As those of you familiar with “social media” may know, deciding how and what to share about ourselves is very important. The fact that we have a concern, and that we are either working on it or have successfully overcome it can be very helpful for other people to hear.
Respectful exchanges with others without vivid detail and over-dramatics seem to be a good benchmark. I have been told by the people I work with that one of the most helpful things I have said is admitting that even as a psychologist (supposedly knowing better), I am not a perfect parent, nor partner to my wife. Glad to be of service!
A professional level of self-disclosure can be helpful, but turning therapy into “Matt’s life events time” would not. If you are currently in treatment and do not feel safe or able to share at the time, that is more than OK. If, however, you are ready and comfortable in sharing your story, it does appear that a lot of good can come from the effort. Knowing that others share similar struggles helps us feel less isolated and different, and more likely to seek help when we need it.
This is true for physical, as well as mental difficulties. Sadly, we appear willing and able to share the intimate details of our digestive tract, but are often silent on the struggles we all have with mental health. Perhaps it is the fear of being judged by others. There certainly seems to be a lot of folks living in Kevlar houses these days. Perhaps it is the fear of being labeled and thought of as “different.” Perhaps we feel our employment or status in the military would be threatened. Perhaps ending up on a national register for the mentally ill?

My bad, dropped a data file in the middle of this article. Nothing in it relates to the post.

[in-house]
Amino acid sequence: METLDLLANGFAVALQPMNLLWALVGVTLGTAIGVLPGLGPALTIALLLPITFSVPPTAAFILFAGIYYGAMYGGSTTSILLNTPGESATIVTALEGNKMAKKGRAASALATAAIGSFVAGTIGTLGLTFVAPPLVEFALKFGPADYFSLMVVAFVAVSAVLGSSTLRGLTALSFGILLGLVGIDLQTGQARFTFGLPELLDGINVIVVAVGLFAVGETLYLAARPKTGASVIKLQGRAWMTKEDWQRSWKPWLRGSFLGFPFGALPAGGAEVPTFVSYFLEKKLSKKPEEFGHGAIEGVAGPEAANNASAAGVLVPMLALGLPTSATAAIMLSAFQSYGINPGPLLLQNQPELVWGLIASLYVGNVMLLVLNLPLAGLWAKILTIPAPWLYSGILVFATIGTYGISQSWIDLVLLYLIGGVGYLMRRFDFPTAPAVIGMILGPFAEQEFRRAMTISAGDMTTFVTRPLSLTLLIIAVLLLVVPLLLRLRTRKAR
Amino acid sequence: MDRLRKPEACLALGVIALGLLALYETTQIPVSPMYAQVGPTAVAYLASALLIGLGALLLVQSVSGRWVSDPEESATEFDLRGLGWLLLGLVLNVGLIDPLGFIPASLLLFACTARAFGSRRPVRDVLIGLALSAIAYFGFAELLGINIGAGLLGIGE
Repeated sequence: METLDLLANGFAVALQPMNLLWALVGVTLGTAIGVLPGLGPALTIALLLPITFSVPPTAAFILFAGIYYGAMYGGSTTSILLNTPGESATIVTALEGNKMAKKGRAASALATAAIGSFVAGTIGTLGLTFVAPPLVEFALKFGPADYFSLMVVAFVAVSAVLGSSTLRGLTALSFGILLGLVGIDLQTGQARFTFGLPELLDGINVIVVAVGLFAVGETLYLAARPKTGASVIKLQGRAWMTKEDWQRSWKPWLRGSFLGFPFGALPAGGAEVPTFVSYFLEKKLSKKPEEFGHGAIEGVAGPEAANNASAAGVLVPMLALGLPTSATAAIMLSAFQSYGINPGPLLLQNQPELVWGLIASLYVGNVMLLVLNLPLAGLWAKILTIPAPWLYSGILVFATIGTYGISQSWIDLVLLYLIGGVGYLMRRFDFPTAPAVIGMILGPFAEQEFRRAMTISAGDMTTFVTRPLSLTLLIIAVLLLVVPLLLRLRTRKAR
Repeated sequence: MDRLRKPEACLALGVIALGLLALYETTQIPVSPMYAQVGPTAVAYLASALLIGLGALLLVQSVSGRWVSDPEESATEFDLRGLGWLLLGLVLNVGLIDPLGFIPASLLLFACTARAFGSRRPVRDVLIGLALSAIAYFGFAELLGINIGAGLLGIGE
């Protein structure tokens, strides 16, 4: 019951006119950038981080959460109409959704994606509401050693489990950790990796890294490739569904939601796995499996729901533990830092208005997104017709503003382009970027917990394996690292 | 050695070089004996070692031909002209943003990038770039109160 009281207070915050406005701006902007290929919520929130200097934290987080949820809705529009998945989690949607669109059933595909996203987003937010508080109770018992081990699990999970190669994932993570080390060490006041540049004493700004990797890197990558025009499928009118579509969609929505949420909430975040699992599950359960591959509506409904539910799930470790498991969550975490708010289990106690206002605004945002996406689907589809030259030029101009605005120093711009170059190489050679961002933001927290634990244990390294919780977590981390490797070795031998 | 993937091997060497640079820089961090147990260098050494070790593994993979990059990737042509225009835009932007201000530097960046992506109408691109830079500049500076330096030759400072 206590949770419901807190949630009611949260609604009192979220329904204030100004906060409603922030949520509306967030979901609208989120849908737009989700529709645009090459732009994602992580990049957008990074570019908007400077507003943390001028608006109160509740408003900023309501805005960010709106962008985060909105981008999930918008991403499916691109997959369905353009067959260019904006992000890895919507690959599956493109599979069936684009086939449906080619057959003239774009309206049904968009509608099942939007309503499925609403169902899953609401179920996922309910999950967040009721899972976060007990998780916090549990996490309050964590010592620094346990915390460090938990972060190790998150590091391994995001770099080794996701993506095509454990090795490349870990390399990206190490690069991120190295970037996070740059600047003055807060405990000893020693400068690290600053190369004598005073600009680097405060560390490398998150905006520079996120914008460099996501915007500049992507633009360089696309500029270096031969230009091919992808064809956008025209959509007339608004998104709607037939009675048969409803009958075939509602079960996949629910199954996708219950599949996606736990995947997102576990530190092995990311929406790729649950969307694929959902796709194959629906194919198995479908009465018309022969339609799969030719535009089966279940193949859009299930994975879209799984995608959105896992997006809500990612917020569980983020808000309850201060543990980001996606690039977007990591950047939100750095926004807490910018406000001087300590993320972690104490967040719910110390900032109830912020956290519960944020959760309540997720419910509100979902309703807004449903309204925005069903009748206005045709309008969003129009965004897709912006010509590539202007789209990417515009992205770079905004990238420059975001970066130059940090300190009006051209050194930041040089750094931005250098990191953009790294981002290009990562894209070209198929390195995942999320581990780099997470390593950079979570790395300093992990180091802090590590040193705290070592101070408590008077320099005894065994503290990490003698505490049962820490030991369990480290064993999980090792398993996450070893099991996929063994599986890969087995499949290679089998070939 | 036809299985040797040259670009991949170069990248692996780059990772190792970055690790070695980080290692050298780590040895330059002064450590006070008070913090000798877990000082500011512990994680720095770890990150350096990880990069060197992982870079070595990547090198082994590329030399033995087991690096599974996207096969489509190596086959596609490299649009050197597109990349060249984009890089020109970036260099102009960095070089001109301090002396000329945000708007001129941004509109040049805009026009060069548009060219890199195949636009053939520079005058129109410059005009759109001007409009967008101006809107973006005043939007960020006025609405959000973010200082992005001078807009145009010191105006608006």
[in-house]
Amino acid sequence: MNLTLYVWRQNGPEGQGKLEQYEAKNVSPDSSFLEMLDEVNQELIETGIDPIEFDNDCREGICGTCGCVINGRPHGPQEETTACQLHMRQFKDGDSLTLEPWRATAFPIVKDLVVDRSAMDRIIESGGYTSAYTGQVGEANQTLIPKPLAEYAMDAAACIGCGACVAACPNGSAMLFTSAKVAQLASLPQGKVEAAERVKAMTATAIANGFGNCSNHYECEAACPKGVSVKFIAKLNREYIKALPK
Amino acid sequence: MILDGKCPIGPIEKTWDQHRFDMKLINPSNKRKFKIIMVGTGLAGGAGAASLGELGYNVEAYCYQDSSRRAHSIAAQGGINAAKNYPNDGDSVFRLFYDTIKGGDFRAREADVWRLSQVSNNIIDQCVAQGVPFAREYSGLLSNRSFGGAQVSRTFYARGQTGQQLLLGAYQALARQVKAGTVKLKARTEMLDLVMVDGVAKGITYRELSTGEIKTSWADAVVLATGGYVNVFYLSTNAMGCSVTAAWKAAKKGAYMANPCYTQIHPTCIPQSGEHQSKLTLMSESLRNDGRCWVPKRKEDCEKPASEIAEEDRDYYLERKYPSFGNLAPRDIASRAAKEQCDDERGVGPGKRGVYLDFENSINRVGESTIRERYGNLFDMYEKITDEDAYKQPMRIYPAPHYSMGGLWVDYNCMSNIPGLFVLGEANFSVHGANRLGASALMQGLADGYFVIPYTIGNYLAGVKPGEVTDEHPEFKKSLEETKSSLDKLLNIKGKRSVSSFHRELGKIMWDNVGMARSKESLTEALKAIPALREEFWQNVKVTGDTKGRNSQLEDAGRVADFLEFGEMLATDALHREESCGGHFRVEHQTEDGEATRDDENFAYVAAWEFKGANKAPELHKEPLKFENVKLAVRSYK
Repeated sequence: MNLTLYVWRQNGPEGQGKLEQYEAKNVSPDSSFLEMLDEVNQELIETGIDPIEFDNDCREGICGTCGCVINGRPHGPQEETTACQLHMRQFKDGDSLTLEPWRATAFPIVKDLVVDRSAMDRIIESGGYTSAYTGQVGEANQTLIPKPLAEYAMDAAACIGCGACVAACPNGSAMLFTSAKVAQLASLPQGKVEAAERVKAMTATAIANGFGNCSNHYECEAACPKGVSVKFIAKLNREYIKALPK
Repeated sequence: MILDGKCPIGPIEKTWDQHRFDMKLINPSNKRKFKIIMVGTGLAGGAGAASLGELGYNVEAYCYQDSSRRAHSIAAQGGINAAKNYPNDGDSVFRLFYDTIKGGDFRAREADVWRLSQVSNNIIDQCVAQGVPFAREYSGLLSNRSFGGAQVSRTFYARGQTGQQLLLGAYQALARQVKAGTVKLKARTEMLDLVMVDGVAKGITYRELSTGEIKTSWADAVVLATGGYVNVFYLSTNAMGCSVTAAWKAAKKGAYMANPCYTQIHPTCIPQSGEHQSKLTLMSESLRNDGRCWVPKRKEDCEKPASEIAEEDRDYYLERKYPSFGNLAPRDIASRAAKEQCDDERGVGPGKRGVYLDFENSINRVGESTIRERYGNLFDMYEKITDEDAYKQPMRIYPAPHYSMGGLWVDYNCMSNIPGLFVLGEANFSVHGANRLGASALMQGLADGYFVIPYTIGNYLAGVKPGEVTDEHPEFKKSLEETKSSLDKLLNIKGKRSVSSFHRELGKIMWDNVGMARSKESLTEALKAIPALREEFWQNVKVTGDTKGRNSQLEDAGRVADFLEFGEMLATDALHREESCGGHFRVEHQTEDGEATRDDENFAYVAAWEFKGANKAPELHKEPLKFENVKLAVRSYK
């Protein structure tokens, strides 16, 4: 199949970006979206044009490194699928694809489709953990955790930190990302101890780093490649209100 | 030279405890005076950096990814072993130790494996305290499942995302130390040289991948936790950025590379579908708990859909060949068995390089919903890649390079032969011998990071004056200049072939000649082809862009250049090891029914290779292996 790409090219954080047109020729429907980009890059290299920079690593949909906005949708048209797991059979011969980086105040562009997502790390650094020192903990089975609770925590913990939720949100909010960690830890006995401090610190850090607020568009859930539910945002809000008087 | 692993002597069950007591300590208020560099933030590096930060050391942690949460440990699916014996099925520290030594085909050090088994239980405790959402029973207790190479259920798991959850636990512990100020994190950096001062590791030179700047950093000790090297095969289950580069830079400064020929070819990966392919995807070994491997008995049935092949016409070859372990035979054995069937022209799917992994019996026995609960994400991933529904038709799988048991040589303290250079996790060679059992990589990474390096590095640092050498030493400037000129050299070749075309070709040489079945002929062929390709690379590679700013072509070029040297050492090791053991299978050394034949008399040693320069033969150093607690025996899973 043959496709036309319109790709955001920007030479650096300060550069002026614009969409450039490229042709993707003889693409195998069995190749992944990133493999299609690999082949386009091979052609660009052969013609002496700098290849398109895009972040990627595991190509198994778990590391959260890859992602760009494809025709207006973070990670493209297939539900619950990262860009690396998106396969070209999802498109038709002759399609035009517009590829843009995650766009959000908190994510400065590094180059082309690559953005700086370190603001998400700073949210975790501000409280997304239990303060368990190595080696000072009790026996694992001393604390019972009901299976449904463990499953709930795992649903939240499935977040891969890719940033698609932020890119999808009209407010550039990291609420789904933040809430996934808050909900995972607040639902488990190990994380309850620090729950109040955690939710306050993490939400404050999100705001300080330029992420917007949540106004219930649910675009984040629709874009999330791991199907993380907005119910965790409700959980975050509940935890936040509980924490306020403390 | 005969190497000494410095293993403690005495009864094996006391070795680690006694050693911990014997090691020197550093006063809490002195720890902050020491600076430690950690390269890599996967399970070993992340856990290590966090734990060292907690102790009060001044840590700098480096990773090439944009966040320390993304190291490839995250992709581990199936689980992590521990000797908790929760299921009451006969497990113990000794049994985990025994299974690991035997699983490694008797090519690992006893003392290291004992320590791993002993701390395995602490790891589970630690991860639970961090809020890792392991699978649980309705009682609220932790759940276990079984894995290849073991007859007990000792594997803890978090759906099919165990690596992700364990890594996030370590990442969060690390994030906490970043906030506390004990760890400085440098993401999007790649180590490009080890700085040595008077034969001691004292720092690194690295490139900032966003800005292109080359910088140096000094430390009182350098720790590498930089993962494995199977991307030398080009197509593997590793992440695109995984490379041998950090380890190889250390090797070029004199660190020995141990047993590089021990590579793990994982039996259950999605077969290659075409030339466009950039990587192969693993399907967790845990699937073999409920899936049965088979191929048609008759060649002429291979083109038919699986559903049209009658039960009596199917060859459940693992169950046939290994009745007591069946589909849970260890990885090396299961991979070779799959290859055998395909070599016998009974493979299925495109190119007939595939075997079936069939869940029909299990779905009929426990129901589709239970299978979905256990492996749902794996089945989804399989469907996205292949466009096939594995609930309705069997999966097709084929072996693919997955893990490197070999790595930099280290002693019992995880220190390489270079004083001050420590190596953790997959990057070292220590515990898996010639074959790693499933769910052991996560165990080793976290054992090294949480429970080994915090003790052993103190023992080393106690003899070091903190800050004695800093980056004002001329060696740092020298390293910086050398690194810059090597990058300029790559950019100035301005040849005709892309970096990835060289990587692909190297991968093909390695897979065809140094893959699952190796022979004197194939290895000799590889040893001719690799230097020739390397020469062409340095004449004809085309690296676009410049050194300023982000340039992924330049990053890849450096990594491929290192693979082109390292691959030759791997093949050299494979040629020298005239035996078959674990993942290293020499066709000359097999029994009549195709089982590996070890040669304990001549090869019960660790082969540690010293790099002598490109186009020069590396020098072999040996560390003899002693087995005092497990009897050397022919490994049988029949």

Whatever the reasons, the stigma of mental health appears to be one reason people do not access needed services. Dr. Pat Kerrigan has been working on this with our military and various communities. He has identified that, while information about mental illness can help, it is the person-to-person contact, the sharing of each other’s stories, that helps people overcome stigma.
He calls it Strategic Stigma Change. A banker gets up and tells his fellow bankers about a time when he suffered with depression, sought help and got better. At a board meeting, the HR director shares that she sees how folks that use the Employee Assistance Program become more productive and better employees, well worth the investment. Neighbors share that they have common struggles with anxiety, child-rearing and marriage.
Person-to-person, with people we share common interests, experiences or culture. The truth is that mental health issues touch us all. Statistically, one in four of us will be affected by a mental health issue in our life. If you consider family and friends, 100 percent of us will either be or know someone affected by mental health difficulties.
So consider sharing in a safe and respectful way. Reach out to those that need support and understanding. Despite the rhetoric, folks with serious mental illness are much more likely to be victims of violence than violent themselves, even less so when supported and cared for.
Mental health treatment works; even better when difficulties are caught early.
This article is part of the countywide Healthy 2020 initiative. The mental health access committee is working on a variety of issues to improve the quality, coordination and availability of mental health care in our community. If you are interested in helping out more, visit www.csifdl.org or contact the local National Alliance on Mental Illness office.
Mental health disorders are very common. Research suggests one in four Americans suffer from a mental health disorder on any given day. To learn more information regarding mental health wellness, please contact your local mental health treatment provider.